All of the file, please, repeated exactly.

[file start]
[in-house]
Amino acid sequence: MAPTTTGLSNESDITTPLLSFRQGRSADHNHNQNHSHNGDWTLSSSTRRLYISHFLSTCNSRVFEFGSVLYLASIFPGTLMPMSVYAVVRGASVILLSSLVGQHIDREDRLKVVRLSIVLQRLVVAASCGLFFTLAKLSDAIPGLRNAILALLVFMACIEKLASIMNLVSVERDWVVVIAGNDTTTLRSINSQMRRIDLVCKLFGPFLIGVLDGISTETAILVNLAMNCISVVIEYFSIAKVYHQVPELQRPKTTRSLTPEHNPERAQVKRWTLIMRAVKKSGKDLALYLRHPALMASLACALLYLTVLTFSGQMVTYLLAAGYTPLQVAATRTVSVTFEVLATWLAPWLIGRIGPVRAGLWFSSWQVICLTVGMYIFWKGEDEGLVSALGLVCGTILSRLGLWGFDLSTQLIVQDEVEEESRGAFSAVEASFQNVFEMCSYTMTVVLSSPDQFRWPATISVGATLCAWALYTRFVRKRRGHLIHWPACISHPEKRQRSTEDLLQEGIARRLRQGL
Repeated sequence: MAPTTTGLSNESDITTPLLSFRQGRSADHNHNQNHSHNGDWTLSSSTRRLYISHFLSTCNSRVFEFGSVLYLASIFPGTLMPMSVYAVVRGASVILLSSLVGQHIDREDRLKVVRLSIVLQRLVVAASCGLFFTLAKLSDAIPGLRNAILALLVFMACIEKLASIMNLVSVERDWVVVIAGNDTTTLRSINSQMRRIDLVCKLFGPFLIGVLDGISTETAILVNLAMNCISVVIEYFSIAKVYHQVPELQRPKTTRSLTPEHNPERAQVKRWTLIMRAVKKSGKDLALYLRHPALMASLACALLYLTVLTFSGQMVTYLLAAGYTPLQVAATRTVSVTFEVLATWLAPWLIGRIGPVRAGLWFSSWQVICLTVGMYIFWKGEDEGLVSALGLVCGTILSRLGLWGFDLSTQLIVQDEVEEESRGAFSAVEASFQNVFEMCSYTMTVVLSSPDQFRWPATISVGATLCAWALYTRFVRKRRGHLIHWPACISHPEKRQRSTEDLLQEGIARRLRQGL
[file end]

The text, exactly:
[in-house]
Amino acid sequence: MAPTTTGLSNESDITTPLLSFRQGRSADHNHNQNHSHNGDWTLSSSTRRLYISHFLSTCNSRVFEFGSVLYLASIFPGTLMPMSVYAVVRGASVILLSSLVGQHIDREDRLKVVRLSIVLQRLVVAASCGLFFTLAKLSDAIPGLRNAILALLVFMACIEKLASIMNLVSVERDWVVVIAGNDTTTLRSINSQMRRIDLVCKLFGPFLIGVLDGISTETAILVNLAMNCISVVIEYFSIAKVYHQVPELQRPKTTRSLTPEHNPERAQVKRWTLIMRAVKKSGKDLALYLRHPALMASLACALLYLTVLTFSGQMVTYLLAAGYTPLQVAATRTVSVTFEVLATWLAPWLIGRIGPVRAGLWFSSWQVICLTVGMYIFWKGEDEGLVSALGLVCGTILSRLGLWGFDLSTQLIVQDEVEEESRGAFSAVEASFQNVFEMCSYTMTVVLSSPDQFRWPATISVGATLCAWALYTRFVRKRRGHLIHWPACISHPEKRQRSTEDLLQEGIARRLRQGL
Repeated sequence: MAPTTTGLSNESDITTPLLSFRQGRSADHNHNQNHSHNGDWTLSSSTRRLYISHFLSTCNSRVFEFGSVLYLASIFPGTLMPMSVYAVVRGASVILLSSLVGQHIDREDRLKVVRLSIVLQRLVVAASCGLFFTLAKLSDAIPGLRNAILALLVFMACIEKLASIMNLVSVERDWVVVIAGNDTTTLRSINSQMRRIDLVCKLFGPFLIGVLDGISTETAILVNLAMNCISVVIEYFSIAKVYHQVPELQRPKTTRSLTPEHNPERAQVKRWTLIMRAVKKSGKDLALYLRHPALMASLACALLYLTVLTFSGQMVTYLLAAGYTPLQVAATRTVSVTFEVLATWLAPWLIGRIGPVRAGLWFSSWQVICLTVGMYIFWKGEDEGLVSALGLVCGTILSRLGLWGFDLSTQLIVQDEVEEESRGAFSAVEASFQNVFEMCSYTMTVVLSSPDQFRWPATISVGATLCAWALYTRFVRKRRGHLIHWPACISHPEKRQRSTEDLLQEGIARRLRQGL